It was the best of times. It was the worst of times. It was the age of wisdom, it was the age of foolishness, it was the epoch of belief, it was the epoch of incredulity, it was the season of Light, it was the season of Darkness, it was the spring of hope, it was the winter of despair, we had everything before us, we had nothing before us, we were all going direct to heaven, we were all going direct the other way”.

‘Tale of Two Cities’ by Charles Dickens.

Since the inception of this constitution there has been a constant tussle between the judiciary and the other branches of the government for supremacy which never seems to end. New issues arise and the old one’s resurface as we go into the depth of the matter, but a permanent solution for the same seems to be a distant reality.

The latest case where the same issue has resurfaced is the case of Shamnad Basheer v. Union of India where in the case regarding the setup of the Intellectual Property Appellate Board (IPAB) the Honorable Madras High Court has again looked into the matter and has delivered a judgment which shall strengthen the stand of the judiciary in matters related to the independence of the judiciary and the principle of separation of power which has been declared as the essential feature of the basic structure doctrine.

Two basic issues emerge out of this judgment-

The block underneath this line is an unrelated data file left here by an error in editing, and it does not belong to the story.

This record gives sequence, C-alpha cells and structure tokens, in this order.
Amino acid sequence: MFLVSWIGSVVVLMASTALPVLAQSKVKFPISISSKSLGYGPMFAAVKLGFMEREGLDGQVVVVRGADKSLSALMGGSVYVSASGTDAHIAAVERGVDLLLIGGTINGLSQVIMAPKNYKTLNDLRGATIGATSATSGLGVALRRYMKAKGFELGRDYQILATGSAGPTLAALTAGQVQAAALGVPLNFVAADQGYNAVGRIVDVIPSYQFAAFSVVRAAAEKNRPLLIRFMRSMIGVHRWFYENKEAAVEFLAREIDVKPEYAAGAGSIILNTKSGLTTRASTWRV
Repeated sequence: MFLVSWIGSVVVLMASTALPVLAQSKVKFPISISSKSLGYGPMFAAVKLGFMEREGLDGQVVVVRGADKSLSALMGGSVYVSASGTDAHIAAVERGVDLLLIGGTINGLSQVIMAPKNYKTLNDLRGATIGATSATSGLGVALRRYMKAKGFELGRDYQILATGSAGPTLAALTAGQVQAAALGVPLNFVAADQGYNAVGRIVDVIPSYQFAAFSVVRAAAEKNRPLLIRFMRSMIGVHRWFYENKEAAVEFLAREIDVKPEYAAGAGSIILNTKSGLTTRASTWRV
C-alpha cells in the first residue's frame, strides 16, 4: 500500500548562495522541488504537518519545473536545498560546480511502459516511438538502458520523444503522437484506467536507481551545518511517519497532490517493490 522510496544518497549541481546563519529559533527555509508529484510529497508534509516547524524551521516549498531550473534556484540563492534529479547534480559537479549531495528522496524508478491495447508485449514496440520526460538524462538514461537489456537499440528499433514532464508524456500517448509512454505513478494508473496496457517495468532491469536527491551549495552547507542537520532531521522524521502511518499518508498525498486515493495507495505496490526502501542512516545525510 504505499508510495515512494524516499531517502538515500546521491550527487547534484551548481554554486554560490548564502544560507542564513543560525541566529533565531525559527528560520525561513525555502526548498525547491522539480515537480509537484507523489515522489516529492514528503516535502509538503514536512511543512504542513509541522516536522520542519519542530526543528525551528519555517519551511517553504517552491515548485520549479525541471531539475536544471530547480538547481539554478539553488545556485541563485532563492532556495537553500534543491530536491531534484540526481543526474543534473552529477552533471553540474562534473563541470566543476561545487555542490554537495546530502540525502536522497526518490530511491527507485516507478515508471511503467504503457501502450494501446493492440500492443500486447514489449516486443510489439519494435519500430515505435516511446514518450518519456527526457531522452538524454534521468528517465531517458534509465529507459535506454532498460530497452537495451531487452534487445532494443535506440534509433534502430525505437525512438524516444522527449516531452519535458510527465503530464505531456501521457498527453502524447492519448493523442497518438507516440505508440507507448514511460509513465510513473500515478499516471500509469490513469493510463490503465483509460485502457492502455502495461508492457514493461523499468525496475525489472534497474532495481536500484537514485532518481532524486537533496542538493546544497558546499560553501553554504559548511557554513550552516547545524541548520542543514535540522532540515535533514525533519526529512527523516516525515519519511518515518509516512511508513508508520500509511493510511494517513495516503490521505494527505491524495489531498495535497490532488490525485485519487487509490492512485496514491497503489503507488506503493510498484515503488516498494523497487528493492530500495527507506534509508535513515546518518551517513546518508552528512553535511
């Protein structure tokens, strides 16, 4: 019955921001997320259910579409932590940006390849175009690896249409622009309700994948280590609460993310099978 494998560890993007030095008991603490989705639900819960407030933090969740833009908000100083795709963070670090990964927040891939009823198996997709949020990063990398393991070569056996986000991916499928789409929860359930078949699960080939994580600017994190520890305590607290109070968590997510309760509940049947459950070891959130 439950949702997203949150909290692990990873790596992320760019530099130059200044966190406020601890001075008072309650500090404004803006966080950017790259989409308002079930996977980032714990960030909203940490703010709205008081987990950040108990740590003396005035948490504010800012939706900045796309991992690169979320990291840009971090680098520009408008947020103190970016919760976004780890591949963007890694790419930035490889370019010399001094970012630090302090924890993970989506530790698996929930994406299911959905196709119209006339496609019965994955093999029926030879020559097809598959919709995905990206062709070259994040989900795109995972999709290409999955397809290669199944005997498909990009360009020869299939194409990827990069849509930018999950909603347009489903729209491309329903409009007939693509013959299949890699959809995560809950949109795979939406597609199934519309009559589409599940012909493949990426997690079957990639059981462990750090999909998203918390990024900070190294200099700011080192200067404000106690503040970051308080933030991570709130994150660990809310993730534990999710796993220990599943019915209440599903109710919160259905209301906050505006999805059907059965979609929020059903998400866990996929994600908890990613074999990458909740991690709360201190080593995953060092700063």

1.) Whether Judicial and legal expertise help in maintaining the independence of judiciary

2.) Whether sections 85 (2)(b) and 85 (3) violate the basic structure doctrine .

Both these questions have been dealt in detain by the Hon’ble high court and both of them have been answered in affirmative.

India has the oldest judiciary in the world, and no other judicial system has a more ancient or exalted pedigree. Ancient India had the highest standard in antiquity as regards the ability, learning, integrity, impartiality, and independence of the judiciary, and these standards have not been surpassed till today, that (in the words of one of the greatest jurists of ancient India, Katyayana) “the Judges were independent and subject only to law”, that the fundamental duty of the Court was to do justice without fear or favour.

Time and again the Supreme Court has given the definition of independence of judiciary. In the case of Union of India v. R. Gandhi, President, Madras Bar Association the Supreme Court clearly laid down the principle of the independence of the judiciary in the following words-